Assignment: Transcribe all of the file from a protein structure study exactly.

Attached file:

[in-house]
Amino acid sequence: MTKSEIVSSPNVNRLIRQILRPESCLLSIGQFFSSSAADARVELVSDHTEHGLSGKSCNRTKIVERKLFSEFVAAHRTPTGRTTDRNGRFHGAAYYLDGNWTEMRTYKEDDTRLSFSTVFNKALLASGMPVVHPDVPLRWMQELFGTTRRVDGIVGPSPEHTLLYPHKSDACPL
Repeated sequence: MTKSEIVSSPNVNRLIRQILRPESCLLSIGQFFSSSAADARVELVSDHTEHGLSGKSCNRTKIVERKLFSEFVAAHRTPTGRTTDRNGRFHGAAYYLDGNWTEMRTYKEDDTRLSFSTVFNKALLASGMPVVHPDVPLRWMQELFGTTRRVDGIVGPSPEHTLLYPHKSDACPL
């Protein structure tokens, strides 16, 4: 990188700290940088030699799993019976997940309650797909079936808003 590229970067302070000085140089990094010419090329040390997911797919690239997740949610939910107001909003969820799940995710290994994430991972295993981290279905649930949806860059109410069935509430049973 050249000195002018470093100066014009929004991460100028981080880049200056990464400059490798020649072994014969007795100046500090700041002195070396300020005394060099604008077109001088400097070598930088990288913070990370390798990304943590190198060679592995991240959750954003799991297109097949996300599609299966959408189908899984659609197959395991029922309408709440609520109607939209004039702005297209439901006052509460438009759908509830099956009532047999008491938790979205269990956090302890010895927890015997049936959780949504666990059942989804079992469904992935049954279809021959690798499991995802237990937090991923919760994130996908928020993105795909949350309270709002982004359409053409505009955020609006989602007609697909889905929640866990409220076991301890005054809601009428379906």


[in-house]
Amino acid sequence: MTKSEIVSSPNVNRLIRQILRPESCLLSIGQFFSSSAADARVELVSDHTEHGLSGKSCNRTKIVERKLFSEFVAAHRTPTGRTTDRNGRFHGAAYYLDGNWTEMRTYKEDDTRLSFSTVFNKALLASGMPVVHPDVPLRWMQELFGTTRRVDGIVGPSPEHTLLYPHKSDACPL
Repeated sequence: MTKSEIVSSPNVNRLIRQILRPESCLLSIGQFFSSSAADARVELVSDHTEHGLSGKSCNRTKIVERKLFSEFVAAHRTPTGRTTDRNGRFHGAAYYLDGNWTEMRTYKEDDTRLSFSTVFNKALLASGMPVVHPDVPLRWMQELFGTTRRVDGIVGPSPEHTLLYPHKSDACPL
């Protein structure tokens, strides 16, 4: 990188700290940088030699799993019976997940309650797909079936808003 590229970067302070000085140089990094010419090329040390997911797919690239997740949610939910107001909003969820799940995710290994994430991972295993981290279905649930949806860059109410069935509430049973 050249000195002018470093100066014009929004991460100028981080880049200056990464400059490798020649072994014969007795100046500090700041002195070396300020005394060099604008077109001088400097070598930088990288913070990370390798990304943590190198060679592995991240959750954003799991297109097949996300599609299966959408189908899984659609197959395991029922309408709440609520109607939209004039702005297209439901006052509460438009759908509830099956009532047999008491938790979205269990956090302890010895927890015997049936959780949504666990059942989804079992469904992935049954279809021959690798499991995802237990937090991923919760994130996908928020993105795909949350309270709002982004359409053409505009955020609006989602007609697909889905929640866990409220076991301890005054809601009428379906």